Tuesday, August 21, 2012
On August 9th, 2012, David Rakoff died of cancer. David and I went to college together. We had two things in common: before college, we had both belonged to the same socialist zionist youth group, and we both danced. Since college, we stayed in touch a bit, because David was a very generous person, but he was out of my league, and we both knew it (although only I would say it). David was probably the most creative person I ever knew.
David was incredibly good at so many things. He made things all the time. I still remember vividly the characters he created for our college's variety show circa 1984: the Neanderthal, bone-through-the-nose ladies' man who runs into some toughs from the Male Feminist League; the director of Cliffs' Notes music videos, all of whose productions involve columns and leather-clad women with odd markings all over their bodies dancing erotically; and of course the lead in his short, 16mm spoof of French New Wave cinema, Pain D'Amour, in which he falls in love with a baguette. That was thirty years ago. I've seen so much theater since then, and so little has stayed with me as David's work has done.
But he was creative in very basic ways. One evening, three of us were trying to figure out what to do for dinner. We went into our friend's kitchen and catalogued the food in her refrigerator and cupboards. While I mentally reviewed my list of affordable restaurants within walking distance, David gleefully rattled off the useful ingredients he had come across, "Et voilà!". I could think of no way that the named ingredients could be combined to make something edible, so I asked, "We put all those together, and what do we have?" "Dinner!" David exclaimed. It turned out to be a quiche, and it was delicious. I didn't know it was possible to just make one of those. Forgive me, I was 20, but David was 19.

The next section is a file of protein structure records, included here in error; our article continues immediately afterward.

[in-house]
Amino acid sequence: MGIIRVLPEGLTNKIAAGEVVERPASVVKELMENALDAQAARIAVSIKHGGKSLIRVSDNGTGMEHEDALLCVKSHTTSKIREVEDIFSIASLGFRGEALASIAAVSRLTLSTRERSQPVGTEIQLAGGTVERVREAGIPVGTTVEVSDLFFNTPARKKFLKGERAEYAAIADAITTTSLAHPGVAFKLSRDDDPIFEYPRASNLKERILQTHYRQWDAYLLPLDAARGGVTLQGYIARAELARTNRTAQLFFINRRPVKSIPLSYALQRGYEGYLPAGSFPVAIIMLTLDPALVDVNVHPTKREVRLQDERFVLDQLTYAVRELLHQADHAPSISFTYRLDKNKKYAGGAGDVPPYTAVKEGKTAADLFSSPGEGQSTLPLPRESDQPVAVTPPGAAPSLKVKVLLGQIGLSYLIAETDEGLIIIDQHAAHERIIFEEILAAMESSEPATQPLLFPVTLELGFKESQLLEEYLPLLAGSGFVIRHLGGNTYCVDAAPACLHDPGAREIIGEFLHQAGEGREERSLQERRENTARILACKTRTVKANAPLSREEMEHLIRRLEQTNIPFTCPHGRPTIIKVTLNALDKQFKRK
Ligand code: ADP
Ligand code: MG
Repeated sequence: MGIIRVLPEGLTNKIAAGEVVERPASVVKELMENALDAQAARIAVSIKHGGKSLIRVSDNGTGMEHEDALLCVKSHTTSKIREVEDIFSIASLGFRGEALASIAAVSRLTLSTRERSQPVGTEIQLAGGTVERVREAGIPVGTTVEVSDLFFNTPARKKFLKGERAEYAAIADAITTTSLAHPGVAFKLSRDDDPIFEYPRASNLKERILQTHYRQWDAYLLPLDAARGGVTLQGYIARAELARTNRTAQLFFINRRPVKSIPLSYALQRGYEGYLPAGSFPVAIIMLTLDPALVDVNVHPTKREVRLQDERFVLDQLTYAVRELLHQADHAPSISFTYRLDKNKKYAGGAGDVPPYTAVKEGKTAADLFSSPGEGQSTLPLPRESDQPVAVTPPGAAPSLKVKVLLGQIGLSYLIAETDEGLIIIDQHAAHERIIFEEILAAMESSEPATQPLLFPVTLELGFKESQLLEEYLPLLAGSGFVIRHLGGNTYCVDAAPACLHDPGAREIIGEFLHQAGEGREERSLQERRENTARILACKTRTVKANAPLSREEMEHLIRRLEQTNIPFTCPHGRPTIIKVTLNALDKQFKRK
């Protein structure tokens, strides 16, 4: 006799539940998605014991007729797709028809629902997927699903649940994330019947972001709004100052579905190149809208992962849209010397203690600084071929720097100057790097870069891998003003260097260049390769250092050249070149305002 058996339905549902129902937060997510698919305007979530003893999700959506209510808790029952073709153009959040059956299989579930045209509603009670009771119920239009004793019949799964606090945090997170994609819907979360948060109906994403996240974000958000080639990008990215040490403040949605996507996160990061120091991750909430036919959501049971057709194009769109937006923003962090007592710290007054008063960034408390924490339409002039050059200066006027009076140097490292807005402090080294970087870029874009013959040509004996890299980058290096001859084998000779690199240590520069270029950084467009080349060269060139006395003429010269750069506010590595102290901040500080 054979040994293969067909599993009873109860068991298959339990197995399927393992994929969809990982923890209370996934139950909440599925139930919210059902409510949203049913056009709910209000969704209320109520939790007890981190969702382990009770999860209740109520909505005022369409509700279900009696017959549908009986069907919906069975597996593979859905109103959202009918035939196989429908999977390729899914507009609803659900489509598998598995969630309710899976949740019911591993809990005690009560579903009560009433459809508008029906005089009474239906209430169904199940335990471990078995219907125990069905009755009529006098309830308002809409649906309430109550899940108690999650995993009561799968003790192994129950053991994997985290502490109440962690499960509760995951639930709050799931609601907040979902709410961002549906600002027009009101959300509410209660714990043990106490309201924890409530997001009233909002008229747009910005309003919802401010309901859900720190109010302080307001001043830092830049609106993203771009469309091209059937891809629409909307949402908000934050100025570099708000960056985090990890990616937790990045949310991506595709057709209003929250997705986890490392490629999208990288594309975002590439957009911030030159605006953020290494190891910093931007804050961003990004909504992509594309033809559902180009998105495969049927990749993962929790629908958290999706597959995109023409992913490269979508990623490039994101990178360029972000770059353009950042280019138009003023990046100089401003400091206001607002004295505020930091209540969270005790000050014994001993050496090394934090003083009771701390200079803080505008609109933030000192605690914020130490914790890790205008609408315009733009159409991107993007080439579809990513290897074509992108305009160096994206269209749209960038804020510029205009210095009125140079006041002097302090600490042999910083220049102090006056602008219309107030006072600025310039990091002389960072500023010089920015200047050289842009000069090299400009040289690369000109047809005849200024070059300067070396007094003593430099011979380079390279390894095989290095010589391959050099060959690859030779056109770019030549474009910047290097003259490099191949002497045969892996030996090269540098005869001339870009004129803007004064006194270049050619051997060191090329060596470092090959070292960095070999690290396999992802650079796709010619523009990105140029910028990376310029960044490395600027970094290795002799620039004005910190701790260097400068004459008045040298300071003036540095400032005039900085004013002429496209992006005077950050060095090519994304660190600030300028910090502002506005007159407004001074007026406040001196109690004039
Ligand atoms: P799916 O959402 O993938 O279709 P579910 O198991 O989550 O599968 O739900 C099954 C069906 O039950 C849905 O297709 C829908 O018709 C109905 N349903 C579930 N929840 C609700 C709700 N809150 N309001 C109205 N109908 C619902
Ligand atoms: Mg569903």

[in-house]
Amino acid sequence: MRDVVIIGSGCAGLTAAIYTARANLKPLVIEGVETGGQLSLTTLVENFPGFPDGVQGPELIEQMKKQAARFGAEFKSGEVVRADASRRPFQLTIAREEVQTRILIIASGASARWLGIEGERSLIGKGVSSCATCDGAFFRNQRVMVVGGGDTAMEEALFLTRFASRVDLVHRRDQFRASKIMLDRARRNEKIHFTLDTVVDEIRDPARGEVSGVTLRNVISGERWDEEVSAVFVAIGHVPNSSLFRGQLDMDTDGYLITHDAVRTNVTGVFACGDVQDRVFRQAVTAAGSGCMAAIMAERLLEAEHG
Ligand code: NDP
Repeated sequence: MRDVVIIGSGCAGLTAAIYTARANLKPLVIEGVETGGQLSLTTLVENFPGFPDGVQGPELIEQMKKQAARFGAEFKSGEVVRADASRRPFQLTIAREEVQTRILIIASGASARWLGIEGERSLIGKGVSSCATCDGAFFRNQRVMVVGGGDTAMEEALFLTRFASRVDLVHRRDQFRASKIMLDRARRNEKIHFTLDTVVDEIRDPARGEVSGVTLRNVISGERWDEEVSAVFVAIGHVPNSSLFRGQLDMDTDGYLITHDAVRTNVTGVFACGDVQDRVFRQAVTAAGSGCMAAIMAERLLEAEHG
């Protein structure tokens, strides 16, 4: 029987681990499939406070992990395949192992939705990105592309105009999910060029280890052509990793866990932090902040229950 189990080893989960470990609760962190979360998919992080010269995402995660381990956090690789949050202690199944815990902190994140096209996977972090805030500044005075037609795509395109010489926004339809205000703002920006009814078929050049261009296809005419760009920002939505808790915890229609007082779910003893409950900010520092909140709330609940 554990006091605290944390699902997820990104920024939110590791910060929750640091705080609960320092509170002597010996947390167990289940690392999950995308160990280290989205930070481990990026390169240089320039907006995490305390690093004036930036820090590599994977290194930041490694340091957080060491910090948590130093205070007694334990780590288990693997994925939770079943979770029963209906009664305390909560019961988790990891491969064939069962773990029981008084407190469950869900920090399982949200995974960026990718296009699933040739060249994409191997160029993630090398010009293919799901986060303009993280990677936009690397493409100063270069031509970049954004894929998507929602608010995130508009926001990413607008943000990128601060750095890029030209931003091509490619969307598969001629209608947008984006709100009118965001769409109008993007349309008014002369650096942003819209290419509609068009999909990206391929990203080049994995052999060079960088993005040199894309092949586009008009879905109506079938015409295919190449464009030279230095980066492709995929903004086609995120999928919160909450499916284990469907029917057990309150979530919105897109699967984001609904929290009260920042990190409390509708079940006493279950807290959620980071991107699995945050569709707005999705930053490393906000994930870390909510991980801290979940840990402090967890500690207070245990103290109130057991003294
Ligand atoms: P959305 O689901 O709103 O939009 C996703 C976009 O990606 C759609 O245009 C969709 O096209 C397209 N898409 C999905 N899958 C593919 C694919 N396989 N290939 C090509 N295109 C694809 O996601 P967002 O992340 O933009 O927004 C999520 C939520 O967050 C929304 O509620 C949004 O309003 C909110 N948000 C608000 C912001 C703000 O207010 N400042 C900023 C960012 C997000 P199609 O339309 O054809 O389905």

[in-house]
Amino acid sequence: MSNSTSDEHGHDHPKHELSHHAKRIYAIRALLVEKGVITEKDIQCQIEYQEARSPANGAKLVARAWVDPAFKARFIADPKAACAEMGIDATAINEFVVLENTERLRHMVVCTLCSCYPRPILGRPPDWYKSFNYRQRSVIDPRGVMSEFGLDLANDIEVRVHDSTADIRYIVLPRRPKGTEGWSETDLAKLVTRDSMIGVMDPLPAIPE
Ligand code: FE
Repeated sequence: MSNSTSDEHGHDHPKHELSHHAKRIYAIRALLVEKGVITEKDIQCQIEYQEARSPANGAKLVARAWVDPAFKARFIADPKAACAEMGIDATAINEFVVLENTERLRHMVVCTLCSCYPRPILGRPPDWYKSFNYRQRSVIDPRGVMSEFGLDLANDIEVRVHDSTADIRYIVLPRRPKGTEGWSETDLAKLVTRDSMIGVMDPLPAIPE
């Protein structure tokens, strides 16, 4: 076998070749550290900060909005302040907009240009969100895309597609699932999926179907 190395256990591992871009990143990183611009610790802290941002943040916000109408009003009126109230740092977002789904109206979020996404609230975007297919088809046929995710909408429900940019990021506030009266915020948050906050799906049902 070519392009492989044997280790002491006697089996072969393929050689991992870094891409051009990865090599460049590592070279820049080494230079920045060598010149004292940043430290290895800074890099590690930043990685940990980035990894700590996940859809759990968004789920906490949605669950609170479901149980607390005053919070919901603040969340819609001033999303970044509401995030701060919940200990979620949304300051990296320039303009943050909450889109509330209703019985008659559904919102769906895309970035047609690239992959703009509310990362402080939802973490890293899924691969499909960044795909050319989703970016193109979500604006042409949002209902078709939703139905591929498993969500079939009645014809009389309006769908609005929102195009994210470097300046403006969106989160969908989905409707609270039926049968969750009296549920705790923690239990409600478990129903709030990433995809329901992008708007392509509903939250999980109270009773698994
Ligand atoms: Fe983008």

Around the same time, David made me a hand-painted birthday card that was also a sort of portrait. The card congratulated me at the beginning of my third decade. I had to get out a calculator to figure out how I could be entering my third decade at the age of 20. David accompanied me when I cut off my pony tail. He kept the hair to use for paintbrushes, or so he said. I hope he wasn't fibbing.
Although I have all these intimate memories of David, I probably never counted as one of his closest friends. But who knows? I think David was still coming to grips with the consequences of his homosexuality in the age of AIDS when we knew each other. As a result, there were parts of his private life that were closed off to me in that unenlightened era. David wrote about how he never really formed close attachments to people. I think his line is "loved by everybody; beloved by none." If you go to David's Facebook page, you'll see that there are probably hundreds of people who can share memories of David similar to mine in their fondness and intimacy. If he wasn't capable of true compassion, he did a damn good job of faking it. For all of his argumentative skills, David succeeded in convincing only himself that he was anything but a mensch.
Although his short film, The New Tenants won an Academy Award, David moved on from film and acting to writing. He wrote three books, and I learned on Saturday from This American Life, that a novel in verse is forthcoming. A novel in verse!
But wait, there is a contracts hook here. Here is a link to a hilarious contract that David wrote and read for another episode of This American Life.
David's life was far too short, but he lived it very, very well.